Eight pairs consisting of a meta-analysis and a large trial were identified (table 1).14 15 16 17 18 19 20 21 22 23 24 25 26 27 28 29 30 Five were from cardiovascular medicine, one from diabetic medicine, one from geriatric medicine, and one from perinatal medicine. Effect estimates from meta-analyses had an average precision of 7.9 compared with 14.4 for large trials. There were four concordant pairs15 17 18 19 20 21 22 26 and four discordant pairs14 23 24 25 27 28 29 30 (fig 1). In all cases discordance was a consequence of the meta-analyses showing more beneficial effects than the large trials. Three out of four discordant meta-analyses showed significant (P<0.1) funnel plot asymmetry; funnel plots from concordant pairs showed no significant asymmetry (2, table 2).
Additional trials were identified for three meta-analyses published several years earlier than the large trial.26 27 29 These were extracted from more recent meta-analyses.4 31 32 When the meta-analysis of trials of intravenous magnesium in myocardial infarction was updated with five additional trials the intercept indicated even greater asymmetry (−1.36 (90% confidence interval −2.06 to −0.66), P=0.005). When 13 additional trials were added to the analysis of trials of angiotensin converting enzyme inhibitors in heart failure the plot remained symmetrical (intercept 0.07 (−0.53 to 0.67), P=0.85). When the analysis of aspirin for the prevention of pre-eclampsia was updated with nine additional trials, the funnel plot became asymmetrical (intercept −1.49 (−2.20 to −0.79), P=0.003) (fig 3).
Figure 4 shows the distribution of regression intercepts from 38 Cochrane reviews and 37 journal meta-analyses. In the absence of bias, random fluctuations should produce a symmetrical distribution of intercepts around a central value of zero, with an equal number of positive and negative values. This is not what was observed. Distributions were shifted towards negative values, with a mean of −0.24 (−0.65 to 0.17) for Cochrane reviews and −1.00 (−1.50 to −0.49) for journal meta-analyses There were 24 negative and 14 positive intercepts among Cochrane reviews (P=0.10 by sign test) and 26 negative and 11 positive intercepts among journal meta-analyses (P=0.007 by sign test). In five (13%) Cochrane reviews and 14 (38%) journal meta-analyses there was evidence of significant (P<0.1) asymmetry.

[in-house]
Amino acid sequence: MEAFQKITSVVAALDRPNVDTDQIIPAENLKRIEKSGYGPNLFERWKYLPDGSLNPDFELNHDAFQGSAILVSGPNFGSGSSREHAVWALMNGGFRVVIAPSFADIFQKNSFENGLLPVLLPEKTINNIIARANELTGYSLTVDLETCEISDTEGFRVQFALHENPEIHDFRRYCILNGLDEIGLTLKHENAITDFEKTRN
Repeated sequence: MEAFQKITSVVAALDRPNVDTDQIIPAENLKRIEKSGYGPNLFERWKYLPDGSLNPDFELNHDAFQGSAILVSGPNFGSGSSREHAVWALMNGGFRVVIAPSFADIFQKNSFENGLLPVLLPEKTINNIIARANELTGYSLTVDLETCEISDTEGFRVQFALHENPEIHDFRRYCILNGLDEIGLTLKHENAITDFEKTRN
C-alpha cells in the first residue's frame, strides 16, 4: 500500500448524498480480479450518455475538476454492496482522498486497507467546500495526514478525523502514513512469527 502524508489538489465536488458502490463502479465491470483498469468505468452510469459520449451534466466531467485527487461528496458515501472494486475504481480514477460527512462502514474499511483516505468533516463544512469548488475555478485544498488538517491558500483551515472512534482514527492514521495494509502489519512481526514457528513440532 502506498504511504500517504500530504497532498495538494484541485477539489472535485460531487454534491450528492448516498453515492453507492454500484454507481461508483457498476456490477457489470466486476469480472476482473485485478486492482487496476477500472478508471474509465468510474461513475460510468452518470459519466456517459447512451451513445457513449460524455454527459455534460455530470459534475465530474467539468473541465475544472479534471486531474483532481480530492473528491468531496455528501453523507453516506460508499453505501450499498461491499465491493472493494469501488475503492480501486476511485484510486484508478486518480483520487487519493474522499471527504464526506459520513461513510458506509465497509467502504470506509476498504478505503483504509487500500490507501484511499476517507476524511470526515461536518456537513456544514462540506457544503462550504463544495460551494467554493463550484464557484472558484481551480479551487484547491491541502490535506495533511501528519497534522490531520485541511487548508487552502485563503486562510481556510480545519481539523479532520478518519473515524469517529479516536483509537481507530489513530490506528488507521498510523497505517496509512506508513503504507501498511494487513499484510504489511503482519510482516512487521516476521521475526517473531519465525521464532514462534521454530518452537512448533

The selective publication of positive findings from randomised controlled trials is an important concern in meta-analytic reviews of the literature.9 If the literature is more likely to contain trials showing beneficial effects of treatments, and if equally valid trials showing no effect remain unpublished, how can systematic reviews of this literature serve as an objective guide to decision making in clinical practice and health policy? The potentially serious consequences of such publication bias have been realised for some time, and there have been repeated calls for worldwide registration of clinical trials at inception.1 4 33 34 35 Although registration of trials and creation of a database holding the results of both published and unpublished trials would solve the problem, it is unlikely that this will be widely instituted in the foreseeable future.
Critical examination for the presence of publication and related biases must therefore become an essential part of meta-analytic studies and systematic reviews. The findings presented here indicate that a simple graphical and statistical method is useful for this purpose. When testing this method on pairs consisting of meta-analyses and single large trials of the same intervention, we found asymmetry in funnel plots in three out of four pairs with discordant results. The fourth was based on only six trials, and asymmetry emerged when it was updated with further studies.
Sources of funnel plot asymmetry